Is it possible to make an expense claim for clothing worn for business purposes? This is a much misunderstood topic, and one we will set out to try and demystify.
When you purchase clothing to wear for work, you may naturally assume that it is perfectly acceptable to put the bill through your company expense account and claim tax relief on it. After all, the clothing was for work. However, what you may assume is business workwear, and what HMRC classes as workwear are often very different.
The dual use rule
The fact is that some clothing can be claimed through the business, but only in certain circumstances. The key question to ask is whether the clothing is needed solely for business use.
HMRC does not allow claims for items that have a double use. So, if the clothing you have purchased for work can be used outside of work, then it is unlikely they will approve a claim.
For example, if you buy a suit to wear to a networking event, or a dress to wear to a business awards ceremony, HMRC will take the view that these are items of clothing that you could wear for personal engagements. They would therefore not approve a claim for such items.
Claiming for branded clothing
If however you purchased branded items of clothing, such as t-shirts and jackets, all sporting your business logo, then these would likely be passable as claim material. The branding would however need to permanent, i.e. it could not be a removable badge, and the branding would need to be visible, in other words not a tiny logo that could barely be seen or that was hidden under a lapel.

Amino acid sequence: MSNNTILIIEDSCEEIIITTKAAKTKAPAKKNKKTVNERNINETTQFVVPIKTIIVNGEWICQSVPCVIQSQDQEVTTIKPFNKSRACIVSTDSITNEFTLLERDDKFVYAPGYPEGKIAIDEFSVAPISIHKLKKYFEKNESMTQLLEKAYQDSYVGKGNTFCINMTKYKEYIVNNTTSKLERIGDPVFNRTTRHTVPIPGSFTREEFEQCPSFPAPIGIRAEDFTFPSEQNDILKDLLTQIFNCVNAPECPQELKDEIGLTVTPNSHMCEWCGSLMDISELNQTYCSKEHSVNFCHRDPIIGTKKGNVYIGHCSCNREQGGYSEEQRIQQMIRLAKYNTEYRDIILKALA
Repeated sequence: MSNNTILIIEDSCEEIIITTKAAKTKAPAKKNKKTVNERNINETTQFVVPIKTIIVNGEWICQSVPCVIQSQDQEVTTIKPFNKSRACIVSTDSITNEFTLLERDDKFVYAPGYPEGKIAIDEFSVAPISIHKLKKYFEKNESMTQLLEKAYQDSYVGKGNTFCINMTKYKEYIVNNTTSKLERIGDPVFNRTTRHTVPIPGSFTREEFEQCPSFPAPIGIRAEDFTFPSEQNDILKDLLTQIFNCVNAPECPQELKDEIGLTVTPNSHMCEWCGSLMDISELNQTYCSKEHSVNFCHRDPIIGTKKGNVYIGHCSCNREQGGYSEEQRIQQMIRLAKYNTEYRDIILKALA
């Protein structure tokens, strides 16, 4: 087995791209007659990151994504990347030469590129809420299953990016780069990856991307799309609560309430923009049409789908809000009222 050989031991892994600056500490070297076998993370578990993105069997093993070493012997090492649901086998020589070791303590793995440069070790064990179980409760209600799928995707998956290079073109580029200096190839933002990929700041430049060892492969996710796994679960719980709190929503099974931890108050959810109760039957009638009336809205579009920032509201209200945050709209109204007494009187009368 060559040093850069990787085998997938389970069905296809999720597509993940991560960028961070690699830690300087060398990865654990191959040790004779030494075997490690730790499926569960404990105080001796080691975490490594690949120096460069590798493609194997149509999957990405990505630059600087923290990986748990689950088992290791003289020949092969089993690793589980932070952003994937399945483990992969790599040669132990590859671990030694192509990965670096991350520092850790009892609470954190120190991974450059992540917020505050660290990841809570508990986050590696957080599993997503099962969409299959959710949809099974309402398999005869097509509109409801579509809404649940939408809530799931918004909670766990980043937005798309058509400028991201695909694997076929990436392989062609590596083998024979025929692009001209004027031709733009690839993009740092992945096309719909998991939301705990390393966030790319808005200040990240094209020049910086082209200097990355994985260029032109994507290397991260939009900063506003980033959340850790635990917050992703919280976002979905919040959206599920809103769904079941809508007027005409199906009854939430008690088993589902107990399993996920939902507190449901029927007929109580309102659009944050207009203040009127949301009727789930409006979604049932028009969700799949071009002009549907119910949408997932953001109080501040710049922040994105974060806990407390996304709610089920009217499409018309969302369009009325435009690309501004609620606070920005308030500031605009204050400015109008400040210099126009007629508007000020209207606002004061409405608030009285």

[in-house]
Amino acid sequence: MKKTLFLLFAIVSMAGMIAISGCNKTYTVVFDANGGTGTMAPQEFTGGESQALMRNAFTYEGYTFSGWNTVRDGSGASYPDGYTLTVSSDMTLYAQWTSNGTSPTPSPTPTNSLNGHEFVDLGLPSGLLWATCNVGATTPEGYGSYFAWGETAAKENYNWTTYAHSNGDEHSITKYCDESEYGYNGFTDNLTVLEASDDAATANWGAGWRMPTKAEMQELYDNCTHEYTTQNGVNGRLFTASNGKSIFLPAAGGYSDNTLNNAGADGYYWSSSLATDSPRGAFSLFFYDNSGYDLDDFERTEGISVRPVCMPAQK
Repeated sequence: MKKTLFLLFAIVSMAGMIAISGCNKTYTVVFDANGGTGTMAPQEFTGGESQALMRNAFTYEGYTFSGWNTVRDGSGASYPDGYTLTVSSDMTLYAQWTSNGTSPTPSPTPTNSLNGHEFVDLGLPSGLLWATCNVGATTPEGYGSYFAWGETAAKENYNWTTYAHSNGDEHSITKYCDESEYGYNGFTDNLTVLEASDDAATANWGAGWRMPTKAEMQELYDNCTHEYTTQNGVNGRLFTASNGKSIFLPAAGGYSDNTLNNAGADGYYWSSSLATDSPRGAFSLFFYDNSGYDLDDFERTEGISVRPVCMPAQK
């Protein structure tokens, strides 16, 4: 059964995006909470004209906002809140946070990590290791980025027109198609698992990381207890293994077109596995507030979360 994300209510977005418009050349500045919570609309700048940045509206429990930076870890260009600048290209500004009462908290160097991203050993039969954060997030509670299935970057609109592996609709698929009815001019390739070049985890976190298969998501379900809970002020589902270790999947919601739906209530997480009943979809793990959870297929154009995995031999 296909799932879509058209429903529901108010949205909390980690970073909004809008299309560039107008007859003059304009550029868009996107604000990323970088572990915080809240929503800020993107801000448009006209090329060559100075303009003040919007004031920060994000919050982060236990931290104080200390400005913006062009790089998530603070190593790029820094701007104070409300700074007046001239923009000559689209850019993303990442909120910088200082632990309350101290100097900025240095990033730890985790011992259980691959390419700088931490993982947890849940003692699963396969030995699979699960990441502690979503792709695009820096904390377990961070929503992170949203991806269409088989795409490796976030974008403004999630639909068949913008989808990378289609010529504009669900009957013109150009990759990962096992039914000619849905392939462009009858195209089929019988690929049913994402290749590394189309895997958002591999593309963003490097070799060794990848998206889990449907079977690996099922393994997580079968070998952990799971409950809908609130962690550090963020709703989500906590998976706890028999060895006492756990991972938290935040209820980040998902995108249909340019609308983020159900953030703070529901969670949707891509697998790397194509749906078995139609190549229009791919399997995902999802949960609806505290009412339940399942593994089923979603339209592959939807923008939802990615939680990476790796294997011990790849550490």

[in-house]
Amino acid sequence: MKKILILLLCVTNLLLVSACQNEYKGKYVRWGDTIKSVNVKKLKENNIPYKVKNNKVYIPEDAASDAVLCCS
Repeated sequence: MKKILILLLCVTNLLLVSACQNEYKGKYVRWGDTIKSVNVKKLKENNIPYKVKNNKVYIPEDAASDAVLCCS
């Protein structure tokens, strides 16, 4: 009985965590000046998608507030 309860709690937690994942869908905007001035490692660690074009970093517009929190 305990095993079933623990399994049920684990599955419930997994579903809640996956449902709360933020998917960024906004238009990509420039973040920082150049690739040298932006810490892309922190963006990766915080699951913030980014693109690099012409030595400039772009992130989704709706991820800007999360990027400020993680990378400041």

If you purposely bought clothing in a certain colour to match your branding, this would not count. Say for example you bought your team matching purple shirts; although these fit with your brand colouring, the fact is they could in theory be worn outside of work.
Claiming for costumes
Performers are able to claim for costumes, but again only if there is no way they could be worn off the job. So a pantomime horse costume for example would be passable, but a singer’s tuxedo would not.
Claiming for uniforms
There is often confusion over the definition of uniforms too. HMRC defines a uniform as a set of specialised clothing recognisable as identifying someone in a particular occupation. So for example this would be the likes of firefighters, police officers, ambulance crew and nurses.
A uniform does not apply to clothing of a similar design or colour. So if you stipulate that your workforce must wear black trousers and blue shirts, this does not count as a uniform.
Personal protective equipment
Personal protective equipment (PPE) applies to anything issued to protect the health and safety of personnel. Clothing wise, this could cover things like high-visibility vests, coveralls, flame retardant jackets, chainsaw suits and steel toecap boots. Clearly these are all items of clothing specific to the job in hand, and would not be worn outside of work, so would be acceptable to HMRC. Thermal vests or hosiery however purchased to wear outside on cold days would unlikely be passable.
Need help with business expense claims?
At Office Assistants we have been helping limited companies with a range of bookkeeping tasks for several years. Ensuring expense claims are legitimate is one of our areas of expertise. It is important to ensure all tax returns are accurate so that HMRC is kept on side.
If you would like to learn more about how we can assist your business, you are welcome to get in touch.